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Viking Line Sees Improved Supplies of Bio-LNG on the Market

Viking Grace
Viking Grace (Courtesy Viking)

Published Apr 14, 2024 11:18 PM by The Maritime Executive

Finnish ro/pax operator Viking Line began offering passengers the opportunity to pay for bio-LNG on its voyages last year, and the possibilities for using this sustainable fuel have been growing, the company reported last week. 

"We made sure that Viking Glory, which was completed in 2021, and Viking Grace, which was completed in 2013, were built with the technological readiness to use biogas and synthetic fuels produced from renewable energy," said Viking Line’s Sustainability Manager, Dani Lindberg. "There is now enough biogas being produced in the market so that we can start to use this fuel together with liquefied natural gas for these two climate-smart vessels."

Under Viking's low-carbon pricing program, passengers on the Turku route are offered the option of buying biofuel to cover their journey. This adds a manageable fee of up to €5 in addition to the fare, which ranges between €45-55. The price is based on the typical fuel usage per passenger, and effectively reduces the passenger’s carbon footprint by up to 90 percent. The two passenger ferries make two sailings each day on the same route, and the voyage takes eight to 12 hours depending on the vessel.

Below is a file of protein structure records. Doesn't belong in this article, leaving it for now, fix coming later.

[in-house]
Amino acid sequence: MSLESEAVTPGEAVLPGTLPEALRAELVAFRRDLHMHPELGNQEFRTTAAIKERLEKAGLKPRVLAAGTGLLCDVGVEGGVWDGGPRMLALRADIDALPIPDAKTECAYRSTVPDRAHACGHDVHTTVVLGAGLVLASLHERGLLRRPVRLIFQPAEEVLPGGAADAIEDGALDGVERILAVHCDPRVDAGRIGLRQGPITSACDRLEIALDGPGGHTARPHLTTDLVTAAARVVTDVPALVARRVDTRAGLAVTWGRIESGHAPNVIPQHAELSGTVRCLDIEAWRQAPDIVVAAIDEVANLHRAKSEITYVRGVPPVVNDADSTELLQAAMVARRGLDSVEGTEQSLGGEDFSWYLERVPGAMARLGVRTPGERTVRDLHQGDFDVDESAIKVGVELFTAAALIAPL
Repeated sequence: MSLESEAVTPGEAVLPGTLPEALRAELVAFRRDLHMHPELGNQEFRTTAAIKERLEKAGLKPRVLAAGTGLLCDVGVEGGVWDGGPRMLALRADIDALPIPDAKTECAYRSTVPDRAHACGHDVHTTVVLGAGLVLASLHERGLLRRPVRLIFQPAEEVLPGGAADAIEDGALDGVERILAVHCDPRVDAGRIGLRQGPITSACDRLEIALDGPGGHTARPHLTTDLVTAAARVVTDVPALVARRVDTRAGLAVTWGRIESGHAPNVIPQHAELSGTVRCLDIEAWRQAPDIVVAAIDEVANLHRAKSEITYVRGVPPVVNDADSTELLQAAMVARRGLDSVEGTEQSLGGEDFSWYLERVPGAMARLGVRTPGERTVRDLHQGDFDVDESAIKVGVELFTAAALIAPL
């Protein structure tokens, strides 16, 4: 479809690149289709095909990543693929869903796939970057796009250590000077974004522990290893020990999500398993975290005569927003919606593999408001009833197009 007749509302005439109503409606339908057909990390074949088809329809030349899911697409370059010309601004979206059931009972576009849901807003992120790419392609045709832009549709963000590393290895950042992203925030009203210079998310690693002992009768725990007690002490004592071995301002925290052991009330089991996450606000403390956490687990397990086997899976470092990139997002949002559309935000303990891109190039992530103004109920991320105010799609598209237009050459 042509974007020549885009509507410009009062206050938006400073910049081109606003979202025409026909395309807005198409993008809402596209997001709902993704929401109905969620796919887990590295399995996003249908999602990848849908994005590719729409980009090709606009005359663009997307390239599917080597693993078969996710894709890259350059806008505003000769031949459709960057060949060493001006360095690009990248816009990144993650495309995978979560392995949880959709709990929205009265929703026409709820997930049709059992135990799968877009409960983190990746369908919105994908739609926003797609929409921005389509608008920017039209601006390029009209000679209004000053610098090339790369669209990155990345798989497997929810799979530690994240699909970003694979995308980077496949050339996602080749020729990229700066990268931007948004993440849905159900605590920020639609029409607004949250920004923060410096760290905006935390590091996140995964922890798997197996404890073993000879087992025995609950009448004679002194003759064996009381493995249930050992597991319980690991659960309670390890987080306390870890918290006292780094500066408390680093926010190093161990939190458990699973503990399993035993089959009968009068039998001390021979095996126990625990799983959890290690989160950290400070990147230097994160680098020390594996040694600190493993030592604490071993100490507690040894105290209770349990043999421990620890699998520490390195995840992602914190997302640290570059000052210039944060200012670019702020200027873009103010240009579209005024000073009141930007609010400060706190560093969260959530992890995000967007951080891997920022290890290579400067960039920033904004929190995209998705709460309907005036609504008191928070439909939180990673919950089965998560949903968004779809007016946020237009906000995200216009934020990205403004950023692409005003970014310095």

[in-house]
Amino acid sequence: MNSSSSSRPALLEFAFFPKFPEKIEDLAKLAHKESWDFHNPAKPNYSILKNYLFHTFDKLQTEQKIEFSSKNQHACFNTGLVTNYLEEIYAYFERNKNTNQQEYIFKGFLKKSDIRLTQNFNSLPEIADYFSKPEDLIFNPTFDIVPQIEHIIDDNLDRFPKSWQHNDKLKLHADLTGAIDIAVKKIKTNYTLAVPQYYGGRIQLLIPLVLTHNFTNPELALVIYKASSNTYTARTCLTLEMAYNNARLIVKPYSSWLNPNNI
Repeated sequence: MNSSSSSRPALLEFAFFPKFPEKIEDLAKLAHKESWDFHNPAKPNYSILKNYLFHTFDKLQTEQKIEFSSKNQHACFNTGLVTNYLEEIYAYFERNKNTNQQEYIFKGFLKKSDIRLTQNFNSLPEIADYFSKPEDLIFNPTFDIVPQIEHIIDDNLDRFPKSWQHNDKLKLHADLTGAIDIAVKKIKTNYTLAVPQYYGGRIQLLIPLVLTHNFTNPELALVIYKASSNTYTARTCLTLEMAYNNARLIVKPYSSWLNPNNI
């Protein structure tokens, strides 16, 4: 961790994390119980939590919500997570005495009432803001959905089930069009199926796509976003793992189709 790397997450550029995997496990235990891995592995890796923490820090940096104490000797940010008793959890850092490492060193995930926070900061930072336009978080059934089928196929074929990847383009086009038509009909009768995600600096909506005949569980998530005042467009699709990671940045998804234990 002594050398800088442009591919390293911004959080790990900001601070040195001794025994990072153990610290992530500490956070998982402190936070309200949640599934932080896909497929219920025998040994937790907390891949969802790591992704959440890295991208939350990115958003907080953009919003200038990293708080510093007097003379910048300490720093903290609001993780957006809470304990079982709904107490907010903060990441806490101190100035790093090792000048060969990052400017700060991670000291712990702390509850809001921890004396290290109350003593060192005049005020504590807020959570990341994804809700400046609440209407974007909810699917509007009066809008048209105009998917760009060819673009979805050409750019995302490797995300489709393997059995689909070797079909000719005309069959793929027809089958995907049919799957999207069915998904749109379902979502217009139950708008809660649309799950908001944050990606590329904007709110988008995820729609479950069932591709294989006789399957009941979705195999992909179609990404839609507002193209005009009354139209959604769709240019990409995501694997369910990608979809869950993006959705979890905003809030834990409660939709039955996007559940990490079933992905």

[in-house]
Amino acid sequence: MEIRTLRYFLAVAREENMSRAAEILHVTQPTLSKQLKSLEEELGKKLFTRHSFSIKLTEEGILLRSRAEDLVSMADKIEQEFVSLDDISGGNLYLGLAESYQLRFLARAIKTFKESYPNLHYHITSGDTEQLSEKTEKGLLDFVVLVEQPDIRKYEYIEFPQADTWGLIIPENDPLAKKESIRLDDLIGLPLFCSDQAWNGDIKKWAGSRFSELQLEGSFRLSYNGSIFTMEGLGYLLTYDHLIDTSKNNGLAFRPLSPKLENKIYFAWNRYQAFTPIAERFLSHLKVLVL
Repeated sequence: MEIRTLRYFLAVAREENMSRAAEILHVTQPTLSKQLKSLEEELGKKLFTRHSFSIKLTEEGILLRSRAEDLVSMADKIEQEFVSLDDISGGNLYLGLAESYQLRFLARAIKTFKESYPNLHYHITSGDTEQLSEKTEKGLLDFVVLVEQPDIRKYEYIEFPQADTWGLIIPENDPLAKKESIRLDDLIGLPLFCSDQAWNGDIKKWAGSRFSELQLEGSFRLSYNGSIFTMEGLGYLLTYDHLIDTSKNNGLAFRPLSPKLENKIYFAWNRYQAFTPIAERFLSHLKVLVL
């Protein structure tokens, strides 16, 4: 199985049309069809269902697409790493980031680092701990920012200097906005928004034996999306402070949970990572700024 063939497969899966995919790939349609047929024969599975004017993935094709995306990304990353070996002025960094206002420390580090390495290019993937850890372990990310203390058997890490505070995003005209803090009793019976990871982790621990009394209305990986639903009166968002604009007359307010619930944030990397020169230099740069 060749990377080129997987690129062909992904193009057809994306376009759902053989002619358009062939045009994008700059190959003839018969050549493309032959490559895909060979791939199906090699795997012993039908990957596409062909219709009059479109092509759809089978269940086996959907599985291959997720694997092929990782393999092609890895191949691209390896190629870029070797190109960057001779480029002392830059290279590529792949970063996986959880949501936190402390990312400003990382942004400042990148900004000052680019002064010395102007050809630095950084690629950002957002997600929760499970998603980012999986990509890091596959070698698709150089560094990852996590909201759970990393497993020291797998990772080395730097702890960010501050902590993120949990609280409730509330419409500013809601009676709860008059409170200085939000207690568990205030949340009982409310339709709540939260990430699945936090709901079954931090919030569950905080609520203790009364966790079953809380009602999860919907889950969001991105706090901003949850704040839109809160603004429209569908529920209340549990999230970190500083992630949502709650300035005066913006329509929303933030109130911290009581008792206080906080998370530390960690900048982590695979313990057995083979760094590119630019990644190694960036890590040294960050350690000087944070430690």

Last year, Lindberg said that the local supply of bio-LNG was limited, constraining the amount that Viking could access. Subsidies may be required to expand production, according to the International Council on Clean Transportion (ICCT); with the right policies, 98 billion cubic meters (bcm) of biomethane could be produced in Europe by 2050, according to an industry-backed study for Gas for Climate. This would be enough to replace about 30 percent of current European demand for pipeline gas. 

Viking also uses electricity from renewable energy at all of the ports where it uses shore power, which reduces the company’s annual greenhouse gas emissions by about 780 tonnes. Last year it also sold its largest and most emissions-intensive vessel, the M/S Rosella. 

For the second time, Viking Line was named the most sustainable company in maritime transport service between Finland and Sweden last year, based on a passenger survey.